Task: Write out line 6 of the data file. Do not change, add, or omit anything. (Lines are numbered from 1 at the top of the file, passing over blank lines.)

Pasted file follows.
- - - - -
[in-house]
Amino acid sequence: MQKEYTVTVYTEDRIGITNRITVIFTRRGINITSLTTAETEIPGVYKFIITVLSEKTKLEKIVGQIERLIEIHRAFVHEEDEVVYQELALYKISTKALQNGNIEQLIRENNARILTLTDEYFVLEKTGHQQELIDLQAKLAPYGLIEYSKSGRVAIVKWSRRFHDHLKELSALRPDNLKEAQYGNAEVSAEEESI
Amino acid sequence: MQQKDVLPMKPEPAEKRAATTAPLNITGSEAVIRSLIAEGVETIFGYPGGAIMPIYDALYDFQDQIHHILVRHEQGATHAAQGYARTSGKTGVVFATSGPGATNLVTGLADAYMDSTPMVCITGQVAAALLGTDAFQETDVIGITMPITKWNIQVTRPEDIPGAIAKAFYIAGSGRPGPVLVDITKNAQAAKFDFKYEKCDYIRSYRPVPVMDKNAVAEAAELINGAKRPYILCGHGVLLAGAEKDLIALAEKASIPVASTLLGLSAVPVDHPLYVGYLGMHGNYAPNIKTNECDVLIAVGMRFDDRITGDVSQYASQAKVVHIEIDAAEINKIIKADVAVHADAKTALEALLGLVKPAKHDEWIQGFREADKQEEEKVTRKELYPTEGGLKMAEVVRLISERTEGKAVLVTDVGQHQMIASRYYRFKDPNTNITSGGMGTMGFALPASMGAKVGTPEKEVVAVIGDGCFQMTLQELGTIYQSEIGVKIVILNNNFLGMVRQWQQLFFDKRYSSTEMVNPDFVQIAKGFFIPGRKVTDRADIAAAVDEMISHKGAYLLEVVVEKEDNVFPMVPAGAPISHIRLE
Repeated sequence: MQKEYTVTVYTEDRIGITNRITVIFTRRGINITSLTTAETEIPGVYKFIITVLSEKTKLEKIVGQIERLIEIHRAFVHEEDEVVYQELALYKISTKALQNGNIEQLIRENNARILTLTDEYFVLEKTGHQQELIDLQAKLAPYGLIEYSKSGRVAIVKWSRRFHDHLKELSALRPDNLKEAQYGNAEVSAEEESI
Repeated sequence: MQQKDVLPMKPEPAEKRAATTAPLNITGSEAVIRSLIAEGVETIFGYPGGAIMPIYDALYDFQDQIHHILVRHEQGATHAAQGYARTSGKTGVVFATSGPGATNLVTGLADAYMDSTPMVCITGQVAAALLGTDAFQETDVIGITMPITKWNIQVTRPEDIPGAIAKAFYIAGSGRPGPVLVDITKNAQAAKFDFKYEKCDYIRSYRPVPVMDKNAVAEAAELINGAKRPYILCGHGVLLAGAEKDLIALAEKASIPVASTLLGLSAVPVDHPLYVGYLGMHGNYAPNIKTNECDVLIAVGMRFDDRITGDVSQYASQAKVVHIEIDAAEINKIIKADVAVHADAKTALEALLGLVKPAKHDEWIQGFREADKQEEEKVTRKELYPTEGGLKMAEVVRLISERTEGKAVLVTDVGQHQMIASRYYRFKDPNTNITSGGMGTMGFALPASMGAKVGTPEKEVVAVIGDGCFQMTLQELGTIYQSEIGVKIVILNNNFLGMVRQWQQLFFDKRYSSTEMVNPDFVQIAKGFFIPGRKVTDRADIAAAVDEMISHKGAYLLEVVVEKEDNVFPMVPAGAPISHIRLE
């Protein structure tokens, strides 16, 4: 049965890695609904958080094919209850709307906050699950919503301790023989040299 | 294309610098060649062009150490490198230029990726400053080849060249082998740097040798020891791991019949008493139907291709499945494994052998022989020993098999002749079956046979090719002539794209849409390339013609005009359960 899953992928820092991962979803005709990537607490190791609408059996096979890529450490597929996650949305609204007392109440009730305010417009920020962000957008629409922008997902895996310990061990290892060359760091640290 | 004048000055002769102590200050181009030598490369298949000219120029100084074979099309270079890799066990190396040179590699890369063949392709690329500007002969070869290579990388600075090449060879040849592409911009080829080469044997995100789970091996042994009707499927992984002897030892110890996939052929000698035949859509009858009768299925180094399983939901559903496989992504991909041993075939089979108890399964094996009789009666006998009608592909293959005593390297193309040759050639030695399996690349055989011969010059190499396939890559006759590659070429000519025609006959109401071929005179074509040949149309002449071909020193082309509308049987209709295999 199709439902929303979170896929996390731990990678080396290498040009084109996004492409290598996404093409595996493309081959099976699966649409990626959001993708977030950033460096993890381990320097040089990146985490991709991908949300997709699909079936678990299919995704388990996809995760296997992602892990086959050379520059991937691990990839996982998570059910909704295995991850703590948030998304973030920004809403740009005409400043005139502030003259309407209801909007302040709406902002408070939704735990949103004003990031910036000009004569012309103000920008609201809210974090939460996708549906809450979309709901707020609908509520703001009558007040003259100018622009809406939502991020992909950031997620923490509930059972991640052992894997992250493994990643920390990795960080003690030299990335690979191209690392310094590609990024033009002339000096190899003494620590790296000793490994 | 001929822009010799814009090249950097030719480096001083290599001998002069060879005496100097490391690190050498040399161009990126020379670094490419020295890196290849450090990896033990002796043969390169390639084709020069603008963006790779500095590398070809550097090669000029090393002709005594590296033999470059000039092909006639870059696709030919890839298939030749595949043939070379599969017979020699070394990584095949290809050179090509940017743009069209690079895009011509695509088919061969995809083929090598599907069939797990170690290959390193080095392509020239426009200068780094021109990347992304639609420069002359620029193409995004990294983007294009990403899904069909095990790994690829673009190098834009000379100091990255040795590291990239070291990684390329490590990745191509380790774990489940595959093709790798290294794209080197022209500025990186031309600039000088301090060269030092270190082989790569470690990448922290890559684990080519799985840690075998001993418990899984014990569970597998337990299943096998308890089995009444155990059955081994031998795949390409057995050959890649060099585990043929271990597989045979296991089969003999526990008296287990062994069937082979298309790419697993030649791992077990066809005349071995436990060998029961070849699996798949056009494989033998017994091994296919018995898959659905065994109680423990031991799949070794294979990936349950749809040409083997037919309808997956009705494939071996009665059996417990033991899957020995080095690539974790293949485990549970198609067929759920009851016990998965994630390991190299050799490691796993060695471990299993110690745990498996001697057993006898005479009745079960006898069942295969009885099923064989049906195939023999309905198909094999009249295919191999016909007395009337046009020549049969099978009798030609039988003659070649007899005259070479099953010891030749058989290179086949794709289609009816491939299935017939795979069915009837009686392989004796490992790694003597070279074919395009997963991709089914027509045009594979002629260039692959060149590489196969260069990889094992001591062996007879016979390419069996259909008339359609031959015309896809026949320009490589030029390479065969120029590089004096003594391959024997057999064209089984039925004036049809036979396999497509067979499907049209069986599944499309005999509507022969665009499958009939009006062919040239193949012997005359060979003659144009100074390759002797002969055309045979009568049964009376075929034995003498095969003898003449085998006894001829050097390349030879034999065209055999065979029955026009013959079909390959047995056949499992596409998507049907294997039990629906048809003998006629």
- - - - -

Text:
């Protein structure tokens, strides 16, 4: 049965890695609904958080094919209850709307906050699950919503301790023989040299 | 294309610098060649062009150490490198230029990726400053080849060249082998740097040798020891791991019949008493139907291709499945494994052998022989020993098999002749079956046979090719002539794209849409390339013609005009359960 899953992928820092991962979803005709990537607490190791609408059996096979890529450490597929996650949305609204007392109440009730305010417009920020962000957008629409922008997902895996310990061990290892060359760091640290 | 004048000055002769102590200050181009030598490369298949000219120029100084074979099309270079890799066990190396040179590699890369063949392709690329500007002969070869290579990388600075090449060879040849592409911009080829080469044997995100789970091996042994009707499927992984002897030892110890996939052929000698035949859509009858009768299925180094399983939901559903496989992504991909041993075939089979108890399964094996009789009666006998009608592909293959005593390297193309040759050639030695399996690349055989011969010059190499396939890559006759590659070429000519025609006959109401071929005179074509040949149309002449071909020193082309509308049987209709295999 199709439902929303979170896929996390731990990678080396290498040009084109996004492409290598996404093409595996493309081959099976699966649409990626959001993708977030950033460096993890381990320097040089990146985490991709991908949300997709699909079936678990299919995704388990996809995760296997992602892990086959050379520059991937691990990839996982998570059910909704295995991850703590948030998304973030920004809403740009005409400043005139502030003259309407209801909007302040709406902002408070939704735990949103004003990031910036000009004569012309103000920008609201809210974090939460996708549906809450979309709901707020609908509520703001009558007040003259100018622009809406939502991020992909950031997620923490509930059972991640052992894997992250493994990643920390990795960080003690030299990335690979191209690392310094590609990024033009002339000096190899003494620590790296000793490994 | 001929822009010799814009090249950097030719480096001083290599001998002069060879005496100097490391690190050498040399161009990126020379670094490419020295890196290849450090990896033990002796043969390169390639084709020069603008963006790779500095590398070809550097090669000029090393002709005594590296033999470059000039092909006639870059696709030919890839298939030749595949043939070379599969017979020699070394990584095949290809050179090509940017743009069209690079895009011509695509088919061969995809083929090598599907069939797990170690290959390193080095392509020239426009200068780094021109990347992304639609420069002359620029193409995004990294983007294009990403899904069909095990790994690829673009190098834009000379100091990255040795590291990239070291990684390329490590990745191509380790774990489940595959093709790798290294794209080197022209500025990186031309600039000088301090060269030092270190082989790569470690990448922290890559684990080519799985840690075998001993418990899984014990569970597998337990299943096998308890089995009444155990059955081994031998795949390409057995050959890649060099585990043929271990597989045979296991089969003999526990008296287990062994069937082979298309790419697993030649791992077990066809005349071995436990060998029961070849699996798949056009494989033998017994091994296919018995898959659905065994109680423990031991799949070794294979990936349950749809040409083997037919309808997956009705494939071996009665059996417990033991899957020995080095690539974790293949485990549970198609067929759920009851016990998965994630390991190299050799490691796993060695471990299993110690745990498996001697057993006898005479009745079960006898069942295969009885099923064989049906195939023999309905198909094999009249295919191999016909007395009337046009020549049969099978009798030609039988003659070649007899005259070479099953010891030749058989290179086949794709289609009816491939299935017939795979069915009837009686392989004796490992790694003597070279074919395009997963991709089914027509045009594979002629260039692959060149590489196969260069990889094992001591062996007879016979390419069996259909008339359609031959015309896809026949320009490589030029390479065969120029590089004096003594391959024997057999064209089984039925004036049809036979396999497509067979499907049209069986599944499309005999509507022969665009499958009939009006062919040239193949012997005359060979003659144009100074390759002797002969055309045979009568049964009376075929034995003498095969003898003449085998006894001829050097390349030879034999065209055999065979029955026009013959079909390959047995056949499992596409998507049907294997039990629906048809003998006629």